Parson Brown's Sheep
DESCRIPTION: A boy sings truly that his father killed the minister's wether. The minister hears the song and offers a reward to sing the song in church. The boy sings that he saw the minister in bed with his mother. The minister runs away. The family eats the wether.
EARLIEST DATE: before 1879 (broadside, LOCSinging sb30381a) [but notice that the earliest date on the sequel (broadside, Bodleian Harding B 11(82) is before 1867]
LONG DESCRIPTION: A family had nothing to eat for Christmas and followed the son's plan to lure and kill the minister's fat wether. Alone in the wood the boy sang about the deed. The minister heard the song and offered the poor boy a reward to sing that song in church. At Christmas service the minister promised the full congregation that a boy would come and sing a true song. The boy sang that he saw the minister in bed with his mother [Are we to assume that the minister's objective had been to eliminate the father's competition by having him hanged?]. (In other versions, the minister is in bed with "Molly" or some other girl.) The minister ran away with the boy running after claiming his reward [but, though he sang a true song, it was not the song contracted; we do not hear that he collected]. The family ate the wether.
KEYWORDS: adultery accusation promise theft trick food hardtimes humorous sheep family clergy recitation
FOUND IN: Britain(England(North),Scotland(Aber))
REFERENCES (4 citations):
GreigDuncan2 309, "The Minister's Wedder" (4 texts, 3 tunes)
WolfAmericanSongSheets, #1725, p. 116, "Old Parson Brown" (1 reference)
ADDITIONAL: Katherine Briggs, _A Dictionary of British Folk-Tales in the English Language_, Part A: Folk Narratives, 1970 (I use the 1971 Routledge paperback that combines volumes A.1 and A.2), volume A.2, pp. 173-174, "The Man That Stole the Parson's Sheep" (1 text)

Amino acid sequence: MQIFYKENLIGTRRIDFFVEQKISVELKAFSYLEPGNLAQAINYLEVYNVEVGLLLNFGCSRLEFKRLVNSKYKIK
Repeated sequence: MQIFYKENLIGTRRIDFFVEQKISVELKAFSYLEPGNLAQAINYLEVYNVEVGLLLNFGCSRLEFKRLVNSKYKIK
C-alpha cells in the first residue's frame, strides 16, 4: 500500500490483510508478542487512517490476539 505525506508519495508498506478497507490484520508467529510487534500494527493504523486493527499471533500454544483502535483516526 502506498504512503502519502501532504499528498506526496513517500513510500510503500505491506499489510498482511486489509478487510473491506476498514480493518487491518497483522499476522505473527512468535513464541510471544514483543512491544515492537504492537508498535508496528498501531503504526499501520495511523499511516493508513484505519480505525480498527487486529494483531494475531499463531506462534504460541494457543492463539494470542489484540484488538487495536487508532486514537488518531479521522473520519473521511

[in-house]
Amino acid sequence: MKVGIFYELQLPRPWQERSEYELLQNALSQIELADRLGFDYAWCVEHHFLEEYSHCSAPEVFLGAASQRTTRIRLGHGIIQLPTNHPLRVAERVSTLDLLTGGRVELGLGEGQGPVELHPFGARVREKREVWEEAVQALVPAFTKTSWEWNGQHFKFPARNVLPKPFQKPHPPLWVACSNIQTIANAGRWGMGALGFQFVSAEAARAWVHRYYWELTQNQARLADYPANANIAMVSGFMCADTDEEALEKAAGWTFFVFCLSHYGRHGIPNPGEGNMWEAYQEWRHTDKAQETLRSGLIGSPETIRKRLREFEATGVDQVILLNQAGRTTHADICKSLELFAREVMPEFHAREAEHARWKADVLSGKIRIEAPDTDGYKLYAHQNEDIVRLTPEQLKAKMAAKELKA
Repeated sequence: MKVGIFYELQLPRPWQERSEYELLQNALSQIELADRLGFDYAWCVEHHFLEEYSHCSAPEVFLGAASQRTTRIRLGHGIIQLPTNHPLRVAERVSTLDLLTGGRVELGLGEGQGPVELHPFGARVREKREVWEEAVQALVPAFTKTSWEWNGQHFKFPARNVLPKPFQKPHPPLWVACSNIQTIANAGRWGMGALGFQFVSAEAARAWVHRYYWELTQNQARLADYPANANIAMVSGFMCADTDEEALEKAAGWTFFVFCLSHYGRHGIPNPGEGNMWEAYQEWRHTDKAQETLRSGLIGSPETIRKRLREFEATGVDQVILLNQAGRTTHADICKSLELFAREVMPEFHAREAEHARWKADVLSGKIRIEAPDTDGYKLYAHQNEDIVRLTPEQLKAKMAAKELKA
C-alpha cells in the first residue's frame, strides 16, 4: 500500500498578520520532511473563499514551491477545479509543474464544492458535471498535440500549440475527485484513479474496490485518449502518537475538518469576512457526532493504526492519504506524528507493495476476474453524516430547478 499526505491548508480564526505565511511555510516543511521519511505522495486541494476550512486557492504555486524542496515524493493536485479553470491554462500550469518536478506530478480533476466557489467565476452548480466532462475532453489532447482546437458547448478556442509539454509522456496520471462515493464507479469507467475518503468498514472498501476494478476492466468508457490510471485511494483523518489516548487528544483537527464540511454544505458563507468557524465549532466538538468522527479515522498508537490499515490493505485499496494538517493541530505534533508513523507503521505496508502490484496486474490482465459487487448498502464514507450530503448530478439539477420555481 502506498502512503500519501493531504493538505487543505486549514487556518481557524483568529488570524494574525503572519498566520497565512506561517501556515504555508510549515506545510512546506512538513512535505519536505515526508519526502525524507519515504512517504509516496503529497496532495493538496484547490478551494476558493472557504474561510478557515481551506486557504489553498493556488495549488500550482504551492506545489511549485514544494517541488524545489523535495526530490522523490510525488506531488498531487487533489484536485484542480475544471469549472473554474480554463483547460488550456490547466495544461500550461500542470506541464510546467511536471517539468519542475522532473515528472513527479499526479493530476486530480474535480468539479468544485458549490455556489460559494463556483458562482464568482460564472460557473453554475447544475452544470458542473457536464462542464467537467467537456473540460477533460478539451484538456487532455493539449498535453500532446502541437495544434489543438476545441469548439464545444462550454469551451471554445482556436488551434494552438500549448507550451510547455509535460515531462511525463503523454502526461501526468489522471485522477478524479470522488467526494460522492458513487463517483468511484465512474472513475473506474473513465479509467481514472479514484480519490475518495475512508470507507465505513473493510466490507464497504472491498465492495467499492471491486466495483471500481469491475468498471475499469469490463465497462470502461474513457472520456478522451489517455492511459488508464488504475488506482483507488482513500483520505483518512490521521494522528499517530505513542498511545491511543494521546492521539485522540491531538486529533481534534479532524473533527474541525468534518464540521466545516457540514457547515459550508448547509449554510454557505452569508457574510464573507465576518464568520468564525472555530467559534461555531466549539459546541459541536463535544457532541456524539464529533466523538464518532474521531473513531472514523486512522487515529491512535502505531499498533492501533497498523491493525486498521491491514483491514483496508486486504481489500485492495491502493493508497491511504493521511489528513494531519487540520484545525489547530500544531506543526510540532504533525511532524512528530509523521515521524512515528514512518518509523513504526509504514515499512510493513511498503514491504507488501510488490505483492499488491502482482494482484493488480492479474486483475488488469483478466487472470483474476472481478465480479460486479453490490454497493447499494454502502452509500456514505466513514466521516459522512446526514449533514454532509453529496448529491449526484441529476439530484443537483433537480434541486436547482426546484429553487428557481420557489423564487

Katherine Briggs, _British Folktales_ (originally published in 1970 as _A Dictionary of British Folk-Tales_), revised 1977 (I use the 1977 Pantheon paperback edition), pp. 58-59, "The Man That Stole the Parson's Sheep" (1 text, the same as the preceding); see also p. 344, 'The Wee Boy an the Minister Grey" (1 text)
Bodleian, Harding B 11(2955), "Parson Brown's Sheep" ("Not long ago in our town"), H. Such (London), 1863-1885; also Harding B 11(2952), "Parson Browns' Sheep"; Johnson Ballads 2743, "Parson Brown"
LOCSinging, sb30381a, "Old Parson Brown," H. De Marsan (New York), 1864-1878
The Minister and His Wether
The Parson's Fat Wedder
NOTES: The LOCSinging and Bodleian broadsides tell the story, alternating verse and prose, with many more details but sharing no lines with GreigDuncan2 texts. In these the boy explains that the father is old and out of work; the parson sets the dog on the boy when he asks for help; the part about the parson overhearing the first song agrees well enough; the parson pledges to the congregation the truth of what is about to be heard ("it's of a most notorious and outrageous crime as ever was committed, and ought to be severely punished, and every word that he says is as true as the gospel I am now preaching"); the new song is not about the parson and mother but rather about the parson "Romping Molly on the hay." The GreigDuncan2 texts seem to be a badly remembered retelling of "Parson Brown's Sheep," which seems to me a stage piece.
There is a sequel broadside as well for "Parson Brown's Sheep." See Bodleian, Harding B 11(82), "Encore Verses" or "The Answer to Parson Brown's Sheep" ("My thanks accept kind friends"), J. Harkness (Preston), 1840-1866; also Bodleian, 2806 c.16(241), "Encore Verses" or "The Answer to Parson Brown's Sheep"; Bodleian, Johnson Ballads 678, "Second edition of Parson Brown's Sheep" [Parson Brown arranges that the boy marry Molly, upon whom the Parson has bestowed a dowery of three hundred golden sovreigns. They live happily ever after. Like the original, this piece alternates recitation and verse.]
H. De Marsan dating per Studying Nineteenth-Century Popular Song by Paul Charosh in American Music, Winter 1997, Vol 15.4, Table 1, available at FindArticles site. - BS
The Briggs version also differs somewhat from GreigDuncan and the others while clearly being the same general story. I suspect that, as a combination of song and story, it was unusually easy for the text of this item to evolve. - RBW
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